Friends, we here at Feministe are all lovers of books, particularly books about women going out in the world, and into themselves. That’s why it was such a pleasure to receive a review copy of such a book written by one of our own readers. That book is Not Ordinarily Borrowable or, Unwelcome Advice, a work of middle grade fiction by Thomas Thurman. There’s a whole review below the cut, but the general point of it is: I don’t care how old you are; if you can, go and read this book at once!
It’s the story of Maria, who is a scholar. One day, she goes to the library to borrow the works of Geoffrey of Monmouth for her thesis. Alas, as the librarian tells Maria, the books “were borrowed this morning. Quite forcibly. By a dragon.” Maria has, of course, been working quite hard on her thesis, and won’t stand for this. She excuses herself to her supervisor, asks her housemates to feed her cats, and sets off to ask if the dragon is finished with the books yet.
Yes, it’s a story directed at young people featuring a clever, polite, and brave heroine, a mix of fantasy and fabulous women and academia. Kind of perfect, no?
Not Ordinarily Borrowable is cute, and charming, and, from the first paragraph, put a grin on my face that kept coming back (my cheeks were hurting, let me tell you). (Especially as I read it in one sitting, because it was just that good, and then even upon finishing couldn’t quite let it go, and so had to write this review immediately.) Thomas’ skill as a writer is evident right from the first page: he writes in a style that’s simultaneously easy for young readers to understand and very sophisticated. There is a kind of respect in that such as you don’t often see in writing geared to younger people, or at least not as often as I should like. The narrator talks directly to readers a lot, particularly towards the start. I am a great fan of drawing attention to the textual nature of a text, and it’s done really well here.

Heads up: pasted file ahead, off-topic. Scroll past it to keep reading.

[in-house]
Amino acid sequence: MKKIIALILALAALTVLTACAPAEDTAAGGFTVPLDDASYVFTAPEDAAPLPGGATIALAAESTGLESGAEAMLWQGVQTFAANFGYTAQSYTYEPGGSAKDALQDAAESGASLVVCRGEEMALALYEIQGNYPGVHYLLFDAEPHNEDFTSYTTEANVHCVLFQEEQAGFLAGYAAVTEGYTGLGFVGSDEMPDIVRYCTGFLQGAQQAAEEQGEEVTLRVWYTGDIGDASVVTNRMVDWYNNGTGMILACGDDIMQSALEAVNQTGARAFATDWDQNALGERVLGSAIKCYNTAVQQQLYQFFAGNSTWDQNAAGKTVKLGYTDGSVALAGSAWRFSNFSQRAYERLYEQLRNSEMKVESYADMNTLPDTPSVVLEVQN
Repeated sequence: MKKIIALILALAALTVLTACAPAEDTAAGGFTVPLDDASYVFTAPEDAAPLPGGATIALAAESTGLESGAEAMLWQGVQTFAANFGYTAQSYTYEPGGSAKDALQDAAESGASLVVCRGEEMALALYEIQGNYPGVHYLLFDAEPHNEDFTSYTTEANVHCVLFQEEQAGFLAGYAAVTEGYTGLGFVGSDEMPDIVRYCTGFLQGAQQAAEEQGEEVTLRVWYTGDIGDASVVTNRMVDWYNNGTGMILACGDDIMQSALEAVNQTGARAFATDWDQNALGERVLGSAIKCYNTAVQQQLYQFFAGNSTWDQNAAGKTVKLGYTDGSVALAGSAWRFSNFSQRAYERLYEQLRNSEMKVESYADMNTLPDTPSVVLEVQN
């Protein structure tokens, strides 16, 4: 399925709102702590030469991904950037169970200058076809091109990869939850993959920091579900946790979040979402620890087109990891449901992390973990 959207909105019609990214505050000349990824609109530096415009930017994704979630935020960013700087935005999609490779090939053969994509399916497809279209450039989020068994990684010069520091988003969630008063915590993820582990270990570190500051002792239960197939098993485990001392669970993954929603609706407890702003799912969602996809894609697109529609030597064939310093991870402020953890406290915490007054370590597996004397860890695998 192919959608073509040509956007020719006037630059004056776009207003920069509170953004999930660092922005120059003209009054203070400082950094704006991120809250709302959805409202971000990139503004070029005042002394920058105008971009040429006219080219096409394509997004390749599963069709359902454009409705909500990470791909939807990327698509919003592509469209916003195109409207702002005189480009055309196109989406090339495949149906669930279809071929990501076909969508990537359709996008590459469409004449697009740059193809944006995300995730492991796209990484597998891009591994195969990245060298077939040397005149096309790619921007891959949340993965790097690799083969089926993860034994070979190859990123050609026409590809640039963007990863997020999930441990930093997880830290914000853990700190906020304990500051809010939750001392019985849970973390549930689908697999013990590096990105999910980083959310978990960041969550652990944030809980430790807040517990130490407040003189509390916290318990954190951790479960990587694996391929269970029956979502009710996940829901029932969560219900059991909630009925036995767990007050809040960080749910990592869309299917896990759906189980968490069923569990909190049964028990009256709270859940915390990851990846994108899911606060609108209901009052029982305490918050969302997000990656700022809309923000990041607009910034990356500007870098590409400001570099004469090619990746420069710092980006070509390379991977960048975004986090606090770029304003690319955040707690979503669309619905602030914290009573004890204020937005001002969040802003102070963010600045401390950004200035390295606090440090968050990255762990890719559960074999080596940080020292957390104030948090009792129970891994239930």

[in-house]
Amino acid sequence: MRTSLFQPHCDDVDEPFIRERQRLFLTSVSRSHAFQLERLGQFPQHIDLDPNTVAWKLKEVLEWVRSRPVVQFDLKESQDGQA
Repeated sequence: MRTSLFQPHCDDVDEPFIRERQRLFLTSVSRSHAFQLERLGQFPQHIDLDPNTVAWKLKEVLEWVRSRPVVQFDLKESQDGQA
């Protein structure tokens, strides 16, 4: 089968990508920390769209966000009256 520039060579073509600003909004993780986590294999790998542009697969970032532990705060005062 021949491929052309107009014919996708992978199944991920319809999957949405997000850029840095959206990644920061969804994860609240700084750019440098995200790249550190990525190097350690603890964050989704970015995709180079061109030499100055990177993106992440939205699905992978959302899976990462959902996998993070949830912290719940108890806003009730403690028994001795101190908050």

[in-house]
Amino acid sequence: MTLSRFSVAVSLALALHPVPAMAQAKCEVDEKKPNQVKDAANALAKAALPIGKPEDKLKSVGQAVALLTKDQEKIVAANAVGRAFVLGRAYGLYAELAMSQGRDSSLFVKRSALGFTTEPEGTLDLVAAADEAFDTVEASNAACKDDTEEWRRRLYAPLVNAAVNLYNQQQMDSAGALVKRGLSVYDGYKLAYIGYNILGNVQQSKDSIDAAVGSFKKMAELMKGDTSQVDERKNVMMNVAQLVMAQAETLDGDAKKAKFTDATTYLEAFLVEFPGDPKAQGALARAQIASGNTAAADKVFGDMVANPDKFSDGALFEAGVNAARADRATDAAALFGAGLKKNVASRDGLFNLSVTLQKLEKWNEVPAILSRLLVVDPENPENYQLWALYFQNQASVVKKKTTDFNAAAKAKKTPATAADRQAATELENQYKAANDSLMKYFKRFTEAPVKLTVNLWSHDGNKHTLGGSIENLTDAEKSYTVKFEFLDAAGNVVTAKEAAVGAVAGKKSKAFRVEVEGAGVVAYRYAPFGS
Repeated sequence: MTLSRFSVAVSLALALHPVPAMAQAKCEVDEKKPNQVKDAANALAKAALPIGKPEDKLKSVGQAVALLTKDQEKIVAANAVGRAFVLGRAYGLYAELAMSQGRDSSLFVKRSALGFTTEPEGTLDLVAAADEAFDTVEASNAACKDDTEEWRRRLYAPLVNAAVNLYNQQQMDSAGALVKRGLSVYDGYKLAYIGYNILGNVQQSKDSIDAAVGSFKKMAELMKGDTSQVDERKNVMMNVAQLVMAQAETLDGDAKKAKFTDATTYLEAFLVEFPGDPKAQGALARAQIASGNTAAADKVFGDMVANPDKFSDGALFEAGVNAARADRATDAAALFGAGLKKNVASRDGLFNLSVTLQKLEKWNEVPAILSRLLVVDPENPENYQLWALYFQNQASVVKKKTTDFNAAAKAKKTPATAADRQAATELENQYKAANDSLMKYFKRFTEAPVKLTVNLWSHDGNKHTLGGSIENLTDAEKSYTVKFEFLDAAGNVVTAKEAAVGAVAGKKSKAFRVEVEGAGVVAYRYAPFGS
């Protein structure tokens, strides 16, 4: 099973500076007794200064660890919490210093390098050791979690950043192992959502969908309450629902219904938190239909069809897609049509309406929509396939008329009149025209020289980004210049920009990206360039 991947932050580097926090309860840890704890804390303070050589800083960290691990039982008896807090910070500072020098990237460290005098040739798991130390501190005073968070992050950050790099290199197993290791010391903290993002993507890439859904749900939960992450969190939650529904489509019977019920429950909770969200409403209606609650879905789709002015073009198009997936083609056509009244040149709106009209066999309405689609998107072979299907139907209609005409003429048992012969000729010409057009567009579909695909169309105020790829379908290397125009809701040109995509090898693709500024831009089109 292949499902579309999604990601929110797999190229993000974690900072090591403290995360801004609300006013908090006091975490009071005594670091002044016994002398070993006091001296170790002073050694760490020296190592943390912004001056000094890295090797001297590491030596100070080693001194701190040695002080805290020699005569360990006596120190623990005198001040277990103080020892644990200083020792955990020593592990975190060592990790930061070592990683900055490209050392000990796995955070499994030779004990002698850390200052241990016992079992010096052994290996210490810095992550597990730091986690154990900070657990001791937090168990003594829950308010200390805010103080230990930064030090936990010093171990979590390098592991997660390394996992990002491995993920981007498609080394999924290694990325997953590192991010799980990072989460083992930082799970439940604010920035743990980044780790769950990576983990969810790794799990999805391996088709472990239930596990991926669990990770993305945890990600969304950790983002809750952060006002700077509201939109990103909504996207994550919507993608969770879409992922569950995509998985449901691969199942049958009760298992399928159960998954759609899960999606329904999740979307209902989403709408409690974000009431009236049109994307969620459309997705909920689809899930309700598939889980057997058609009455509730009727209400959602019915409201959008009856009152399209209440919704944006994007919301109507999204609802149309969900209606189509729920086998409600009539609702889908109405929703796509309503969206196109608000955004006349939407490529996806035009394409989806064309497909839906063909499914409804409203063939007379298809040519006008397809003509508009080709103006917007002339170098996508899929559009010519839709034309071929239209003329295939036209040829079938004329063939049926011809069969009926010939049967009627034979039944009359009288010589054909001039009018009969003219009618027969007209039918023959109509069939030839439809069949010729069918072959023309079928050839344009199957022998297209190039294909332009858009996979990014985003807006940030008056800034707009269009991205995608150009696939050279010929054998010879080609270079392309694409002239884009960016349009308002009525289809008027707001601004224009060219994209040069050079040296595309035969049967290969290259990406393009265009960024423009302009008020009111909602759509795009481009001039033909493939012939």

Maria very politely deals with those she meets along the way who think she shouldn’t be dealing with dragons because she’s a young woman, like this guy:
‘I would not suggest that a young lady like you should go hunting dragons on your own,” said the policeman severely. “Stay here in Royston. Get married and start a family. Be a credit to society.”
And then she meets people who are very encouraging indeed, such as a woman priest who is just delightful, and Jennifer. Jennifer is a cook who has had a cookbook stolen by a dragon, so she accompanies Maria for the rest of her journey. They develop a very respectful friendship, which endeared both of them to me even more.
Not Ordinarily Borrowable is about learning new things, and there being an awful lot of ideas and things in the world waiting to be discovered. It’s therefore exactly the kind of book I would recommend to a young reader. Also, there’s a recipe at the end. You can’t lose, really.
This book soothed my heart, and I’m going to be thinking about it for a while.
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